Q&A: Alexandra Horowitz, Author of Being a Dog

horowitz-jpg101716To most dog owners, pets who insist on sniffing every fire hydrant and tree are nuisances. But in her latest title, Being a Dog: Following the Dog into a World of Smell (Scribner, see review, LJ 10/15/16, p. 107), Barnard College professor Alexandra Horowitz points out that for these animals, the olfactory sense is essential. Conducting research and learning how to rely on her own sense of smell, the author took a nosedive into the canine domain to ­understand a dog’s point of view.

LJ: Being a Dog discusses using your nose to inhabit the world as a dog does. What was your biggest takeaway from this experience?
AH:
The most surprising thing about using my nose was realizing how little I typically smelled to begin with. I’m reminded of that old (flawed) saying, “We only use ten percent of our brains.” While the idea of a mostly inactive brain makes no sense at all, the average nose does seem to be wildly underused. Just beginning to practice intentionally smelling opened up a new dimension of experience in my daily life. So might it be for other people who dare to put their noses to things and smell.

beingadog-jpg101716One of the most fascinating parts of your book was learning how a sense of smell is crucial to dog psychology. However, smell isn’t as important for humans. Do our own assumptions and perceptions limit us when it comes to studying canines?
Absolutely. Even for scientists, it’s hard not to begin with a human-centric point of view, in terms of what questions are important to ask or what a scene (or an ­experimental setup) “looks like” to an animal. Though many are very conscientious about trying to imagine the animal’s umwelt, or point of view, there is a long history of ignoring what is important for the animal, even when studying them.

Researchers working with lab mice, for instance, now know much more about how to enrich the animals, socially and cognitively, so that they develop normally; this wasn’t always the case. Dog cognition research spent the first decade looking mostly at dogs’ performance on visual tasks: surprising, when you’re dealing with an olfactory creature.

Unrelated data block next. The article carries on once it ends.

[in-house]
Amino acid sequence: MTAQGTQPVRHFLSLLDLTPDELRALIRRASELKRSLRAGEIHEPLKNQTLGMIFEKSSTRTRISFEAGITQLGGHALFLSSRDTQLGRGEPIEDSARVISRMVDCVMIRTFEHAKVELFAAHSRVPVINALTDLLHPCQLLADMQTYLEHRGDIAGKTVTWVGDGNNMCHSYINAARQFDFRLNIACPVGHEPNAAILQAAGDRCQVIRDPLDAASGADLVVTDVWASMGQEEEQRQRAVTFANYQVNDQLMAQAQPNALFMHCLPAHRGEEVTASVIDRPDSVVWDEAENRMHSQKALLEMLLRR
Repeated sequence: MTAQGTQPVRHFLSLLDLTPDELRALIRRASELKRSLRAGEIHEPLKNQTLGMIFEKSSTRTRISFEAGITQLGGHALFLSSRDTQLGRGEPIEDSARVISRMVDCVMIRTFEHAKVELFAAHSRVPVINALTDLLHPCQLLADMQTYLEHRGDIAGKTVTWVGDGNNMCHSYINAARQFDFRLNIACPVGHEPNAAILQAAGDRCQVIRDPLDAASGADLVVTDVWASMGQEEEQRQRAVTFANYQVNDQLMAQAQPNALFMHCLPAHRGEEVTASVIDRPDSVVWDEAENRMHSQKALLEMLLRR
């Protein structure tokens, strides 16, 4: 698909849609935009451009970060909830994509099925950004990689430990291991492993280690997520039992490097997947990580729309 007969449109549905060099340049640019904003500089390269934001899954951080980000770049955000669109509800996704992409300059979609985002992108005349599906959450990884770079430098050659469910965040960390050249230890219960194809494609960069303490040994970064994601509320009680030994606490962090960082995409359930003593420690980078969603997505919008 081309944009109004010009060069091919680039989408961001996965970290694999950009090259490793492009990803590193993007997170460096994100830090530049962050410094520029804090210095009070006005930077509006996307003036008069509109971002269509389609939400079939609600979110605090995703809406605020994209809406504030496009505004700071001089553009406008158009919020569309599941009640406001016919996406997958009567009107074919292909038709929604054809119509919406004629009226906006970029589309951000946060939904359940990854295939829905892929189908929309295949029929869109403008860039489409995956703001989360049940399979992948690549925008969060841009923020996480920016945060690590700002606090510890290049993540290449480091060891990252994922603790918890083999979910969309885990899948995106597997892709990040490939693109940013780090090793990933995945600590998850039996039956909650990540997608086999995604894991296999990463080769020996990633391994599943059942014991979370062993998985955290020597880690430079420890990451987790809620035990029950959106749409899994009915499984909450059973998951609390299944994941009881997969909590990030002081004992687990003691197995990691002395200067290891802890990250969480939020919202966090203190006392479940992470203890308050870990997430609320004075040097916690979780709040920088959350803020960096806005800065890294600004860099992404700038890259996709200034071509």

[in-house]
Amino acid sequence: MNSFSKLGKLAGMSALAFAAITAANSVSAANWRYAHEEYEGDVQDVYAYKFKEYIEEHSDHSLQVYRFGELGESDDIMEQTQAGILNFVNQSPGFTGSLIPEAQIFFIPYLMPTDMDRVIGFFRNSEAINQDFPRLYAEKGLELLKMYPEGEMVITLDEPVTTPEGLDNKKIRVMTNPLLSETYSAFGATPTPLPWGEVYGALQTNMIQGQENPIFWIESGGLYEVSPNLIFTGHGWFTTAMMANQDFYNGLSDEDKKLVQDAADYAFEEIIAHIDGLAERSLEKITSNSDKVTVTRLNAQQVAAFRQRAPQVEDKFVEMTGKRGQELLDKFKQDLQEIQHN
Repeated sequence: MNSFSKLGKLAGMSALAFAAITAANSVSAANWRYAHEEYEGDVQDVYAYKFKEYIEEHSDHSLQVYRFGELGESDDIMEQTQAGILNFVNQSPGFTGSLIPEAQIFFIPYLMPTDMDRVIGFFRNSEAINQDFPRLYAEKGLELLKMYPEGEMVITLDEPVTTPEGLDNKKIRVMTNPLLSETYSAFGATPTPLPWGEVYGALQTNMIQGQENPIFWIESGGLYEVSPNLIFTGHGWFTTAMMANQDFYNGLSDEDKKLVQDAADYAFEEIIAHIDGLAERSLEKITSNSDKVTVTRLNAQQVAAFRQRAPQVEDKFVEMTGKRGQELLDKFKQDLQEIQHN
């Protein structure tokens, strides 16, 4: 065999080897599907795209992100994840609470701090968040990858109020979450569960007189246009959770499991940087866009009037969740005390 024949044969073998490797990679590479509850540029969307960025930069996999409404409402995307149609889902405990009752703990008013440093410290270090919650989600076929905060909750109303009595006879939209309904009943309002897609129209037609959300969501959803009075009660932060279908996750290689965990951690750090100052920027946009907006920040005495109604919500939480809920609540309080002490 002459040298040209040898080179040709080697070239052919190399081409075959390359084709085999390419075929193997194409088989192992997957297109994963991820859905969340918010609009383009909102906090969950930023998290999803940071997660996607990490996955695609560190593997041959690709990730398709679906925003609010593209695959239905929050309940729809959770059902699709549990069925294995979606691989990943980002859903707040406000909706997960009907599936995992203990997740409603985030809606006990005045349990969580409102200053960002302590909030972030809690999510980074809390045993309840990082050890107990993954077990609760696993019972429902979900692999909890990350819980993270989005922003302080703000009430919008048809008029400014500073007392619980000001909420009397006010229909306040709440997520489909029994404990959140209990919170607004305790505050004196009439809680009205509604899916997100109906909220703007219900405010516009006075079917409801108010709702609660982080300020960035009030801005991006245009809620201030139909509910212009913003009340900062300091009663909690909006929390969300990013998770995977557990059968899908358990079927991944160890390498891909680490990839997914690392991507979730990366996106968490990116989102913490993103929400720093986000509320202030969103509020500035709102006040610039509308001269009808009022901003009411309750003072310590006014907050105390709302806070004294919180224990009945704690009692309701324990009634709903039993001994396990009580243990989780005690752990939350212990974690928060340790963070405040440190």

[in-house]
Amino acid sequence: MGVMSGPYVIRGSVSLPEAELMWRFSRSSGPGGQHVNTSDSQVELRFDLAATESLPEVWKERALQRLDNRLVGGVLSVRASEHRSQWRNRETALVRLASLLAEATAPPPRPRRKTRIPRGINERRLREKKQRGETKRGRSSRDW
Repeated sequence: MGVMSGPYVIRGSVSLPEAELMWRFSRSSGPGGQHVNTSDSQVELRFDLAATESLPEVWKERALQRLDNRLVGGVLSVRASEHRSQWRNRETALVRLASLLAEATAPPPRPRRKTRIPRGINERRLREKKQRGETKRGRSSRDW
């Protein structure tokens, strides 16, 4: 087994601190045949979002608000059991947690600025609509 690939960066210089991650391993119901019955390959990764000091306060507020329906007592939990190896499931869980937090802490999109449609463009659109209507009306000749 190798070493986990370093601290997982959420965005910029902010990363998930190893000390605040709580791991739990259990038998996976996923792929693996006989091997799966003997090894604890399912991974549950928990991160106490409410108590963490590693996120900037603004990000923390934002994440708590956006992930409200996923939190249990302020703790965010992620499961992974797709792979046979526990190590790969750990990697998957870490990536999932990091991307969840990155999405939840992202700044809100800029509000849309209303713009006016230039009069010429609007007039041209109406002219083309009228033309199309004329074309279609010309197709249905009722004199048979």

How did your findings influence your relationship with your pet dogs?
Since I began studying dogs, and ­especially since I started investigating their olfactory prowess, I’ve become far more interested in seeing what they do—letting them be dogs—than getting them to fit in with my world. When we go outside together, for instance, I try to let them lead—where we go, at what pace, where we linger—instead of just “taking them for a walk” on my terms. I let them stop and sniff, of course. I let them sniff me, and warn visitors to my home that they are nosey dogs. We play nosework games (which are like smelly treasure hunts), and often I ask them to find something missing in the house [using their] nose.

You’ve met a lot of dogs who use their noses to help people with important jobs. What makes for an ideal sniffer dog?
A few breed types are most often seen working as detection dogs, but any dog with a nose has good enough equipment to detect. What differs among dogs is their drive. Dogs who will do anything to get their tennis ball are good candidates to be detection dogs: they need only learn that to get the ball, they need to find the odor and “alert” to it—telling a handler they’ve found something.

When watching detection dogs being trained, I often thought that they were like the antipet. The best dogs for this work have a lot of energy and drive, they are sometimes taught to bark, and they are relentless. Hardly the patient, couch-sleeping, nonbiting dog we seem to value in our homes. But terrific dogs.

You mention that many dogs are losing their sense of smell. How can we ensure that these animals retain this sense?
It’s true. Living in our vision-centered world, with their lives mostly organized by humans, dogs stop paying as much attention to smells. When I’ve done research looking at companion dogs’ interests in various smells presented to them, it’s hard to get the average dog interested in smelling the experimental canisters at all. That’s likely because they’ve been pulled away from and otherwise discouraged from smelling most things— the smells on the sidewalk or in the grass; other dogs they meet. Every day I see dogs yanked away from a sniff they are taking of a recently marked building corner, or kept a great distance from another dog that they really, really want to sniff. Dogs get it and stop sniffing so much.

Just the slightest opening, though, and they can resume using their glorious noses. Take your dogs to a nosework class. Let them stay and sniff that rose/fireplug. Let your dogs smell one another: that’s how they meet and get information about one another. Just because it’s impolite for us to stick our noses in one another’s rumps, we shouldn’t project that onto dogs.

Mahnaz Dar, School Library Journal

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Mahnaz Dar About Mahnaz Dar

Mahnaz Dar (mdar@mediasourceinc.com) is an Associate Editor for School Library Journal, and can be found on Twitter @DibblyFresh.

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